One of the areas we specialize in is retrofitting old structures to bring them up to code. Retrofits can be complex because they require a building inspection, structural plans, and specific requirements due to material and building types.

Services offered for older buildings:
  • Seismic Assessments & Rehabilitation
  • Soft-story

Seismic Assessment & Rehabilitation

Real talk – California has earthquakes. If you have a building constructed prior to 1960, it may not withstand a major seismic event. Design codes are constantly updated to make sure structures stay sound and perform well during an earthquake. Current codes mandate that some types of buildings, such as Unreinforced Masonry (URM) wall structures, be seismically retrofitted regardless of their current condition or use. The codes also mandate owners of existing buildings to seismically evaluate and upgrade their buildings in the case that any new addition, remodel, or change of use is proposed.

We use several retrofitting techniques to enhance the performance of an existing structure, to reduce the loss of property – and potentially save lives.

Retrofit Requirements Enforced in Cities

Cities are in the process now of ensuring that any non-retrofitted buildings be brought up to current safety standards. This doesn’t mean that they need to be re-built, but rather that they need to be retrofitted in a way that will make it so that they are stable, secure, and safe during seismic activity. We work with cities often, and have projects that have passed city standards.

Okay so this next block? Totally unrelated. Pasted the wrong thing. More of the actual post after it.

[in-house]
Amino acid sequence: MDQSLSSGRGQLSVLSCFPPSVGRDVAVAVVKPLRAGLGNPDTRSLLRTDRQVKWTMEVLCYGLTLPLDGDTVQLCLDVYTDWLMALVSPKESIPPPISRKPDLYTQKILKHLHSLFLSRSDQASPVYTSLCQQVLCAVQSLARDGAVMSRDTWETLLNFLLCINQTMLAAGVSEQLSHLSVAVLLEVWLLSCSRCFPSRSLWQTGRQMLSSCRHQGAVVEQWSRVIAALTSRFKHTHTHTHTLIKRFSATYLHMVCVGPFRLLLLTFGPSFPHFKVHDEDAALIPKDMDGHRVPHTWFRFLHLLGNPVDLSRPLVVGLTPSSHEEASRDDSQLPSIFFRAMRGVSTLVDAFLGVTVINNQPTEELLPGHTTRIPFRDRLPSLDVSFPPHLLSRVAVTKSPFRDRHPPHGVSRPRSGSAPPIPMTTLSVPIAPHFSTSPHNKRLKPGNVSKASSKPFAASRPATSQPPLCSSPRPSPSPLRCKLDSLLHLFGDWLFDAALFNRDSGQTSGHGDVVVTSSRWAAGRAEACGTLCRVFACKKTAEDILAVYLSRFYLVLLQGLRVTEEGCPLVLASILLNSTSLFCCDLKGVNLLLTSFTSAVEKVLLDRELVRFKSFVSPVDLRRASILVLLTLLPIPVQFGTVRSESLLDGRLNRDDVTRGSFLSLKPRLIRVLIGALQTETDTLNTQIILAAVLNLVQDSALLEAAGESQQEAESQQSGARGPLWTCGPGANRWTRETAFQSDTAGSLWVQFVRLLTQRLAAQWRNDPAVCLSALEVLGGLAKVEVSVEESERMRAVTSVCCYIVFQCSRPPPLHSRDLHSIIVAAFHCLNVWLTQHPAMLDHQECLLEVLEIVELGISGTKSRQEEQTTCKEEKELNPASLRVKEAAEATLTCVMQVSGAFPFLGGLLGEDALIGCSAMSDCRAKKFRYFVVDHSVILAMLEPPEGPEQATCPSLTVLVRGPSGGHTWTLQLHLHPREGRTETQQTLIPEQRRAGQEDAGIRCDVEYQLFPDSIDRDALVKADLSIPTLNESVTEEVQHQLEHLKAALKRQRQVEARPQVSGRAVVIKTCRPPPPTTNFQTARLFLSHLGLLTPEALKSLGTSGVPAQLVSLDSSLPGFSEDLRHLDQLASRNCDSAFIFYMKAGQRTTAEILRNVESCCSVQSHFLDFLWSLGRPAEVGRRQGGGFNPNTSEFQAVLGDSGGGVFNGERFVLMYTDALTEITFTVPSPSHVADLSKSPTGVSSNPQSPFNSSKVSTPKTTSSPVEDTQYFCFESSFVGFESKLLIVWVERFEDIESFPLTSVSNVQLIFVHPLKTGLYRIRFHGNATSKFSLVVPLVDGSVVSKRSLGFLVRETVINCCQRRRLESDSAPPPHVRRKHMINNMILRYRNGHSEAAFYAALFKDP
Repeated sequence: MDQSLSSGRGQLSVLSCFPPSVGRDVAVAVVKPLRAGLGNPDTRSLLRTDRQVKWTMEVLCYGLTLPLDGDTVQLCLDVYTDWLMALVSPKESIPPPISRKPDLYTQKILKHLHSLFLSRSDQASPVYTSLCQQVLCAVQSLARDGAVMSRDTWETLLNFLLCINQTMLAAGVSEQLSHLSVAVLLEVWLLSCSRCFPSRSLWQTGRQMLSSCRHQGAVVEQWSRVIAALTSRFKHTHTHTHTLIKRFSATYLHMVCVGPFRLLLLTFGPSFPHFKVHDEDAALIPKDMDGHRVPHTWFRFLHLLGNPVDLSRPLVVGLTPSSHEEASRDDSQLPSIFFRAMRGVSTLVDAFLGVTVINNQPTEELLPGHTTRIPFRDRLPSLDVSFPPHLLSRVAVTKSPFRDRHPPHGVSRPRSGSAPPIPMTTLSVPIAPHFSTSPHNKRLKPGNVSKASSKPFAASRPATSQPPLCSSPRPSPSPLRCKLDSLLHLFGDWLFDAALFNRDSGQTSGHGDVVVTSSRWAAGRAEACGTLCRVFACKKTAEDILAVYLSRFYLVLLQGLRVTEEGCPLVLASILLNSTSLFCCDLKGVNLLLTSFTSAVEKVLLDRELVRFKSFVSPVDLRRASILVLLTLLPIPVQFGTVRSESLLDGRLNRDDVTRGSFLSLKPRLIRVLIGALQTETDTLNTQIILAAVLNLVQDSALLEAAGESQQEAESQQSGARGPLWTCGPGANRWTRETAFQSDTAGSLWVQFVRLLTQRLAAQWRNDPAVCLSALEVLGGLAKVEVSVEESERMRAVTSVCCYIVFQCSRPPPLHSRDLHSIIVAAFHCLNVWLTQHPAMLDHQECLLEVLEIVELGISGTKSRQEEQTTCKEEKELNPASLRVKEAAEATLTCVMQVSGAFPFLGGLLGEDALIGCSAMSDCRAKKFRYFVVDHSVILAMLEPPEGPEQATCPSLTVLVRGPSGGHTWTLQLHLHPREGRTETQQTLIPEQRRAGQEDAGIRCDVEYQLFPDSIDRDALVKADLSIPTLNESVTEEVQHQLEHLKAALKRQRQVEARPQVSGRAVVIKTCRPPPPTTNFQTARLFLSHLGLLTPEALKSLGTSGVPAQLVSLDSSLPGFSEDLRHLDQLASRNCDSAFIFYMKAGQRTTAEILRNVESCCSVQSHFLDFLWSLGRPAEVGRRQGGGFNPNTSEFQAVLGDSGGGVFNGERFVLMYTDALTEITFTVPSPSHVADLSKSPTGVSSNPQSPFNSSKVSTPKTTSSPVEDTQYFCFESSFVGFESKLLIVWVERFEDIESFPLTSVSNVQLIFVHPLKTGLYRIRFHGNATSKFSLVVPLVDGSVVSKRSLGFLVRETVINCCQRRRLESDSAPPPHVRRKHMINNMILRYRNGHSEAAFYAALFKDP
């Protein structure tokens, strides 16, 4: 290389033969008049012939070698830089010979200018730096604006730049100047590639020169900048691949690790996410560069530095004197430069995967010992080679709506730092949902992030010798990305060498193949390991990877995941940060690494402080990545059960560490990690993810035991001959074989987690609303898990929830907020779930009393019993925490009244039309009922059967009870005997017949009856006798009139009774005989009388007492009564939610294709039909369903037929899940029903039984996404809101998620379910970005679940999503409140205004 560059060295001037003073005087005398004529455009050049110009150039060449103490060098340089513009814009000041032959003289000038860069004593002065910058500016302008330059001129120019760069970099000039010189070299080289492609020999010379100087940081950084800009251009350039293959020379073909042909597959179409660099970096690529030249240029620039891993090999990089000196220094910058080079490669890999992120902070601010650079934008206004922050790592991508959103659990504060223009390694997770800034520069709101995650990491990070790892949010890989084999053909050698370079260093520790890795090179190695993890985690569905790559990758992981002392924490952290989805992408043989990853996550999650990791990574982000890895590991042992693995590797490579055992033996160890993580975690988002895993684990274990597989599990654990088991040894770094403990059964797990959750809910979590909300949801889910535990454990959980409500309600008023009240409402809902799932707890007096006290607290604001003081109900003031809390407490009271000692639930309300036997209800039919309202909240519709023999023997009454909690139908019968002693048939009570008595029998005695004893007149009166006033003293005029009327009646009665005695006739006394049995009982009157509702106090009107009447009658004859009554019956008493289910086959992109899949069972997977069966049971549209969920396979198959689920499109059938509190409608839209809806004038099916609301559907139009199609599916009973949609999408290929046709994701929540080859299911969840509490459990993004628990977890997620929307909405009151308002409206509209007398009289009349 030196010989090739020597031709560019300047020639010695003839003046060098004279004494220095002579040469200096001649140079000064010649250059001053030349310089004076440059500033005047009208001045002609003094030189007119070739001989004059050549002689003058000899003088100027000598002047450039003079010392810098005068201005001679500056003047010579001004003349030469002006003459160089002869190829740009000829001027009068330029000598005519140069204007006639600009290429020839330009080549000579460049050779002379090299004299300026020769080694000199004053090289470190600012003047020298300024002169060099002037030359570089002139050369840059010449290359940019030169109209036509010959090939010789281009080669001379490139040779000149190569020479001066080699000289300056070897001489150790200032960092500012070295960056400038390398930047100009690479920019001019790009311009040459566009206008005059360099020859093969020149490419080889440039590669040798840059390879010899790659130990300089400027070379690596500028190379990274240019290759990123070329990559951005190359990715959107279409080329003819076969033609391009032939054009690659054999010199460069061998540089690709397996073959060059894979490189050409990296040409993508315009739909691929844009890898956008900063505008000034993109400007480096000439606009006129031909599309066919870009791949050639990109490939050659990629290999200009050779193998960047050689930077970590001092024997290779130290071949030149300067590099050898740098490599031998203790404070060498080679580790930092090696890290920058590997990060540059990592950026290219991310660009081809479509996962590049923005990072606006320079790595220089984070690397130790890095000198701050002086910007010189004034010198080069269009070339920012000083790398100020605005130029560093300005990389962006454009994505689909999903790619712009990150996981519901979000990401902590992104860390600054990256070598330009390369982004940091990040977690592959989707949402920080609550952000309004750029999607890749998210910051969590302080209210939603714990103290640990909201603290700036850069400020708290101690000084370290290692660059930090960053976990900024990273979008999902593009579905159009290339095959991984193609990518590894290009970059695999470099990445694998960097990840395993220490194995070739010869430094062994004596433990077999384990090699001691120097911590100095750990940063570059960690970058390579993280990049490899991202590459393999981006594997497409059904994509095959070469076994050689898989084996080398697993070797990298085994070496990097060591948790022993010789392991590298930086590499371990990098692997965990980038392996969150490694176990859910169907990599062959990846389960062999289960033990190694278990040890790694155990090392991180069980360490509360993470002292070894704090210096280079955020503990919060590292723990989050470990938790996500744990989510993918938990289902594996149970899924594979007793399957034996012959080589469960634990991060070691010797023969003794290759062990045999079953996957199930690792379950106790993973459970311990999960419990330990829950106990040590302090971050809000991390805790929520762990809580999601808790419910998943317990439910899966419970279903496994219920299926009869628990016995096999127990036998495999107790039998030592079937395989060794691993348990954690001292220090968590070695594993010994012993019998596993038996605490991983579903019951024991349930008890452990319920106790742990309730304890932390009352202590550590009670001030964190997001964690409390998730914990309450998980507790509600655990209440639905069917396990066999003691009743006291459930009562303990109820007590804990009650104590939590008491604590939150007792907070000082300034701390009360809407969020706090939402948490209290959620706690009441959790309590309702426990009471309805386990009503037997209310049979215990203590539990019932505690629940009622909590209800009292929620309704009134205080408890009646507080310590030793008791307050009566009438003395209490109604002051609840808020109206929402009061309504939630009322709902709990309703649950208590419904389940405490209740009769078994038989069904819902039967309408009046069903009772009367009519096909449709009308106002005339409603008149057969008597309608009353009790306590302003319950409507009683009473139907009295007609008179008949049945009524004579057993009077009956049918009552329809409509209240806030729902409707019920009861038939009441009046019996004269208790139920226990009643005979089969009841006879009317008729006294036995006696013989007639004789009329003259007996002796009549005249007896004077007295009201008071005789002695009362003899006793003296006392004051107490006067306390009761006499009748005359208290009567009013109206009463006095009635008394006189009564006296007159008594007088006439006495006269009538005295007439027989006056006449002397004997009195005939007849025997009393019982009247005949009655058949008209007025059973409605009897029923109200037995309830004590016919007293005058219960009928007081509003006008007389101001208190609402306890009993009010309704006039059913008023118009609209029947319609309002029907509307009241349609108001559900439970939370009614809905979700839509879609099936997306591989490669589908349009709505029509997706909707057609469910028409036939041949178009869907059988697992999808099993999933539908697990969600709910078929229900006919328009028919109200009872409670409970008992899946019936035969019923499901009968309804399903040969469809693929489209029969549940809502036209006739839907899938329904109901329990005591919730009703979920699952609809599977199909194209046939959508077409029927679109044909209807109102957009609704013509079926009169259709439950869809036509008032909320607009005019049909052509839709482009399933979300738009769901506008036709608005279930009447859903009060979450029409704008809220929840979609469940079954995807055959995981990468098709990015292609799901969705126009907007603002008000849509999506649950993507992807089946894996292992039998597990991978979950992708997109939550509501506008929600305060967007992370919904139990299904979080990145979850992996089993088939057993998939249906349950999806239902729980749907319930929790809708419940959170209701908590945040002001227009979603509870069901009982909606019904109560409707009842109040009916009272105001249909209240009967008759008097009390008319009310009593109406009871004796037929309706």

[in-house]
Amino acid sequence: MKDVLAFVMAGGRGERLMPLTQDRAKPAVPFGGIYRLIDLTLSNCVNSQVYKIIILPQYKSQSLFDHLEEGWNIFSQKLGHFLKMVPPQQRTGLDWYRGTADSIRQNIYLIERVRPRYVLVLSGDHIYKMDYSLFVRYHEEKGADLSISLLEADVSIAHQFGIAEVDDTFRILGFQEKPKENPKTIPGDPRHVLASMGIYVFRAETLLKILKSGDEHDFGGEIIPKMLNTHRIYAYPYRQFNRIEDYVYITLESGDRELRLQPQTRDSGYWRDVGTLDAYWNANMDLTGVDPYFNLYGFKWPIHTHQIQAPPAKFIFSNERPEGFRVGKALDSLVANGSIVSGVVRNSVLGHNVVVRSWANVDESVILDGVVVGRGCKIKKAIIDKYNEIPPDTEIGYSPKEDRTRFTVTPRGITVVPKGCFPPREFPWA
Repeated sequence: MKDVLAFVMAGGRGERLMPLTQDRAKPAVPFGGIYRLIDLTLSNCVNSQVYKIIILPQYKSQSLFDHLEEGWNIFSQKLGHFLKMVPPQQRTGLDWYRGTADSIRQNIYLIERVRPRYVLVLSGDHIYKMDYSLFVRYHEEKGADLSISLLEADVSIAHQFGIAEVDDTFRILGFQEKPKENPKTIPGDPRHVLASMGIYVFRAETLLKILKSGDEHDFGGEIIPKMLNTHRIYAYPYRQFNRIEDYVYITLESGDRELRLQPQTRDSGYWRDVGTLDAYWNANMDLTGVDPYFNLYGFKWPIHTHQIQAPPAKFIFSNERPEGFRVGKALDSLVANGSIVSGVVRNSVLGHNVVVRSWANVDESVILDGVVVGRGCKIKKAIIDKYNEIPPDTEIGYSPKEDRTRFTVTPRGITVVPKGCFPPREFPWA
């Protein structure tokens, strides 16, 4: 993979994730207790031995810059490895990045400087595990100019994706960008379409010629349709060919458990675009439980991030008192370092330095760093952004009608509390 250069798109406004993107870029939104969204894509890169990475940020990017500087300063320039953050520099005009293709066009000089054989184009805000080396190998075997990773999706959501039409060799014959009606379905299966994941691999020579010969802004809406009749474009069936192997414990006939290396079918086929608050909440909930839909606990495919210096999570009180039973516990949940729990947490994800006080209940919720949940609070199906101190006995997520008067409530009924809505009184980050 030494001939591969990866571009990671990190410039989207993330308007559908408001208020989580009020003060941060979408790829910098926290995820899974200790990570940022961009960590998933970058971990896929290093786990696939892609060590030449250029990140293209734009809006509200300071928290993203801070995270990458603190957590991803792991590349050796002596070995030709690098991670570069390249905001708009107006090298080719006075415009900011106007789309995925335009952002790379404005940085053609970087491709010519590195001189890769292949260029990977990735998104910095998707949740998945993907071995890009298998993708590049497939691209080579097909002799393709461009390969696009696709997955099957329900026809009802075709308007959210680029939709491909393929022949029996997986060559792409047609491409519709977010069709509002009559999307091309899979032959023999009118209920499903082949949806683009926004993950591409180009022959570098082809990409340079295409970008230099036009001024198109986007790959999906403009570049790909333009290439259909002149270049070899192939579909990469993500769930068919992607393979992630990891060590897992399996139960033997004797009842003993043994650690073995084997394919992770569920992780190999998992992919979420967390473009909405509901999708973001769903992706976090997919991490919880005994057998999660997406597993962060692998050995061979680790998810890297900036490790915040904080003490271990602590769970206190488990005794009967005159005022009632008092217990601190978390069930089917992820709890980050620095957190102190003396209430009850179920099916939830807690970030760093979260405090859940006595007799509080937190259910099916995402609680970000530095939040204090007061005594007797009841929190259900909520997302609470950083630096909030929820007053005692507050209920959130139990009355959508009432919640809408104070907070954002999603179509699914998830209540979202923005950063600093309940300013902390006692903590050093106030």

Soft Story Retrofits

Soft-story (or tuck-under parking) is a construction method seen mostly in multi-story apartment buildings where the first floor is used for parking space and the upper floors are supported by thin columns. Buildings with soft story condition lack the resistance needed against the horizontal shaking imposed by an earthquake and can easily collapse when a quake hits – a lesson learnt the hard way in the 1994 Northridge quake. The structural weakness of a soft-story condition can be mitigated by retrofitting; the addition of structural elements (usually shear walls and/or steel frames) that make the building stronger.